Who said that summer is equal to white wine? And who said that a good red wine can not be drunk fresh? Actually you can and you should, too. Because who comes to Puglia once a year, even in the middle of the hot season, can not afford to leave in the cellar the fruit of the native vines, that make this region one of the most important producers of wine in Italy.

Yet it is difficult to think of being able to swallow a full-bodied Primitivo or a “muscled” Nero di Troia at its classic serving temperature, in a torrid August. Furthermore, how to combine it with seasonal dishes? There is a solution and it is worth putting it into practice so as not to miss a real treat of Apulian food and wine.

The common belief, perhaps “didactic” or perhaps “old-fashioned”, that the great red wines are top in winter combined with important and juicy dishes, is increasingly crumbling. Obviously, it has its own technical reason but, with a careful study of the right balance, these same wines can become pop even in summer, if refreshed a little before being served and accompanied with lighter courses. New trends say a lot about this, but not all reds can be treated in the same way, being just freshed up to be served in the summer. When you really need to give up, we suggest you take home the much-desired Apulian bottle of wine and enjoy its content when the climate allows.

Here are two necessary premises, back to the “top” red wines that can be served with fewer degree of temperature, becoming more cheeky “pop”.

In the meantime, let’s be clear that “pop” here does not mean trivially “popular” but “less formal”, a new approach, which breaks the rules. Young, creative. This “top & pop wine” concept in the world of wine has taken for some years now a philosophical meaning and conception. Giacomo Mojoli, for years the backbone of Slow Food, freed it from the convivia of luminaries of the sector, by introducing the concept of “popping” wine, thanks to a series of events dedicated to young people and not only.

Then it is necessary to clarify the pairing of red wines with rich and juicy dishes when it’s cold, and especially how come the serving temperature of a red is always higher than that of a rosé or a white.

In the first case, it is enough to rely on the sense of taste that makes us realize that a robust, warm, aged wine, with woody or leather and spice scents, certainly does not combine with raw sea dishes, nor with a bluefish in crazy water. But not even a triumph of vegetables or orecchiette with Apulian tomatoes or even lean meat, let alone eggplant parmesan revisited from summer menu. If we don’t want to shock our taste buds, that’s the law.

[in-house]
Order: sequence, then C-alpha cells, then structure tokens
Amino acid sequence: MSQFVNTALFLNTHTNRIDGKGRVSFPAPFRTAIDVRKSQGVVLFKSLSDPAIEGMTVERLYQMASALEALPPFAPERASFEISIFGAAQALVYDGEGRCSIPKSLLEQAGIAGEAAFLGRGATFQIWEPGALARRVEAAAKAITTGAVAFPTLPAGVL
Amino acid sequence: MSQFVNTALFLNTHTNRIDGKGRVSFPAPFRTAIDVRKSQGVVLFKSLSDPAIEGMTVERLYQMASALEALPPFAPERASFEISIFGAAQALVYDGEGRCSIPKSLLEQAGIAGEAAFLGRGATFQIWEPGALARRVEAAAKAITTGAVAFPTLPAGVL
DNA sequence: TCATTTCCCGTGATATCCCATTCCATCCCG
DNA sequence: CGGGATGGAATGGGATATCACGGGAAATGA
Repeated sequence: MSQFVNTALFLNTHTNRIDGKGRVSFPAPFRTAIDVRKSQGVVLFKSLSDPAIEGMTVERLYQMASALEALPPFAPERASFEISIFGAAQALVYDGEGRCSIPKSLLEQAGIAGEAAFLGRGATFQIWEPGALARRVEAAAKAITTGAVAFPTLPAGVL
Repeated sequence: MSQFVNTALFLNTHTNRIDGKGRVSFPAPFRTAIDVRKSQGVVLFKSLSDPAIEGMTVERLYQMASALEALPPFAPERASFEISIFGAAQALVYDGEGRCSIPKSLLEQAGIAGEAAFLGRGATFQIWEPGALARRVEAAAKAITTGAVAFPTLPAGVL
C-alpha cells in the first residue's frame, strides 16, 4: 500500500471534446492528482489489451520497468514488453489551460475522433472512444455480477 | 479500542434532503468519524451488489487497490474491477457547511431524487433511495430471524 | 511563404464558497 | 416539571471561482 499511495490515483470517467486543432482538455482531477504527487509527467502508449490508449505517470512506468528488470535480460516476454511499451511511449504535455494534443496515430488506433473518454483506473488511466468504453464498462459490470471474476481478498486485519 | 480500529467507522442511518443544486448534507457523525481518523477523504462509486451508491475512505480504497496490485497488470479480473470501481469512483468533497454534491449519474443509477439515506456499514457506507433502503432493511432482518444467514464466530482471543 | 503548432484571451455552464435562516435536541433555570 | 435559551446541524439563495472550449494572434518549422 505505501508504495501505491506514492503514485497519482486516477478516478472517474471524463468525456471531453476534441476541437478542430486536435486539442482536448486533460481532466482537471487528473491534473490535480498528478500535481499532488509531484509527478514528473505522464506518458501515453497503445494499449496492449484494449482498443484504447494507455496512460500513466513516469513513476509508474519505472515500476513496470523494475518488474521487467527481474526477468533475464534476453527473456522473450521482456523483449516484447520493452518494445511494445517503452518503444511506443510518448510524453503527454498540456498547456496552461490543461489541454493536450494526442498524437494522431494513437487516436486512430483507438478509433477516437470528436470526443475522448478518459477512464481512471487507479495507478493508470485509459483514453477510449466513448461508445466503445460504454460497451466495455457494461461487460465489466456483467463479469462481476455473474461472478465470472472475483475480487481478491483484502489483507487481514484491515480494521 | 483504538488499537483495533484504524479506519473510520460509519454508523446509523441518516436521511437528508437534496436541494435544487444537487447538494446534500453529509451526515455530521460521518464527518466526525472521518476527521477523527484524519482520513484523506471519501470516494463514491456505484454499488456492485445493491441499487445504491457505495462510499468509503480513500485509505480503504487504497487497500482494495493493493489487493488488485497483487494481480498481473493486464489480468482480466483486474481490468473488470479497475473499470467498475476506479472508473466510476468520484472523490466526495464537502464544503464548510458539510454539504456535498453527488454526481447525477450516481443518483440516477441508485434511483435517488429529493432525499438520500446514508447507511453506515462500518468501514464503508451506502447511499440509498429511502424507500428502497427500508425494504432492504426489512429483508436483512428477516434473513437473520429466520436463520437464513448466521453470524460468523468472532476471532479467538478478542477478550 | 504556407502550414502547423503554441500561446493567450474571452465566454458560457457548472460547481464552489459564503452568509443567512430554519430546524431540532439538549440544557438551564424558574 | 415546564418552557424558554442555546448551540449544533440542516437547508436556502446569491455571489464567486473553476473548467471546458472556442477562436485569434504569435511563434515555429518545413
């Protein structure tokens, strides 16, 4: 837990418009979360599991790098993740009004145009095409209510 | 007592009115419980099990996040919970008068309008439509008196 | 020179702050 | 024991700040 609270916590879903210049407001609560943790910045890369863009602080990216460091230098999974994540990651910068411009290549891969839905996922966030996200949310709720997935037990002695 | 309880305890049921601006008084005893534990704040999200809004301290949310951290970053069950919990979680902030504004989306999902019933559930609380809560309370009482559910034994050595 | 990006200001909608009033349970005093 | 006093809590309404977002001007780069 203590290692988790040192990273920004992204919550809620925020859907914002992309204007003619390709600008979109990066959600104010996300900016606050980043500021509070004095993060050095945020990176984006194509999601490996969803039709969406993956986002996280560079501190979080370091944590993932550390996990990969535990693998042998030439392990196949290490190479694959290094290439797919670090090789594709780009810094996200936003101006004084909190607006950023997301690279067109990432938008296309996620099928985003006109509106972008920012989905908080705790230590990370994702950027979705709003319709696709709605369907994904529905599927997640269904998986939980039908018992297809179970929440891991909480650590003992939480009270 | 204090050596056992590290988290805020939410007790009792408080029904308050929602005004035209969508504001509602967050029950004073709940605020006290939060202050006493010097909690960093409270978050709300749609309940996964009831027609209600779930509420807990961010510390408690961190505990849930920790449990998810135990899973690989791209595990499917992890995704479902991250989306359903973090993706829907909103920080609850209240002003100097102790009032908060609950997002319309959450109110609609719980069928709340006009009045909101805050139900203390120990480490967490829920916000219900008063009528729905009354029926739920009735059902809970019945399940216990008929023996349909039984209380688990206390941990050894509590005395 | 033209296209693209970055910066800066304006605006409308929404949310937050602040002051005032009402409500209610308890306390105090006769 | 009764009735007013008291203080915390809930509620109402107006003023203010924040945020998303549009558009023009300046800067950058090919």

But a younger, less complex, fresher but above all less tannic red wine can also find a place next to seasonal dishes. That much of the game is played precisely on tannins. For experts are those polyphenolic compounds released during maceration by grape pips, by the stalks and skins of the grape, and the more time they coexist with the must the more they give it astringency, tannicity. For non-experts, it is enough to know that tannins are equivalent to that sensation of dryness that the wine leaves in the mouth after tasting. This aspect makes tannic wine – succulent dish a certain duo. In addition, the sensation of astringency increases at low temperatures: this is why wines rich in tannins, and in general all reds, should be served at higher temperatures. And the more tannic they are, the higher the serving temperature should be. To be clear, a single variety red wine with an ABV of 13-14%, like Nero di Troia, Primitivo, the Negroamaro, should be served at a temperature of about 18°.

But if the softer tannins of a Primitivo, or the higher acidity of a Negramaro, allow you to serve it after leaving it on ice for a few minutes, when it comes to Nero di Troia you walk a razor’s edge. And there are some precautions to take to avoid cutting. Here they are.

One: if you want to cool a Nero di Troia wine, let’s be clear to cool and not to freeze (3-6 degrees less), the advice is to choose a blend softened by other vines.

Among Crifo red wines we point out: a blend with some native vines, namely Terre del Crifo Castel del Monte DOP (serving temperature 16°, alcohol by volume 12.5%); Grifone Castel del Monte DOP, softened by a quantity of Montepulciano that varies depending on the year (serving temperature 18°, alcohol by volume 12.5%).

Two: the pairings can not be wrong, worth a meal “incomprehensible” if not truly disappointing. A wine with strong tannins, exalted by the cold, can be a good solution in summer, paired with greasy rather than fat dishes: if we are talking about a Parmigiana with fried eggplant; if we eat a barbecue, with only fat meats or succulent cuts/preparations, such as the typical Apulian bombette, the pork capon, the lamb chops. All these courses sound apulian and for many are indispensable even in summer.

For the most daring ones, maybe in the cool of the high inland, it is possible even to serve a challenging Squarcione Appassimento Rosso Igp Crifo, at one-two degrees less. But it only works with the mixed grilled Apulian meat.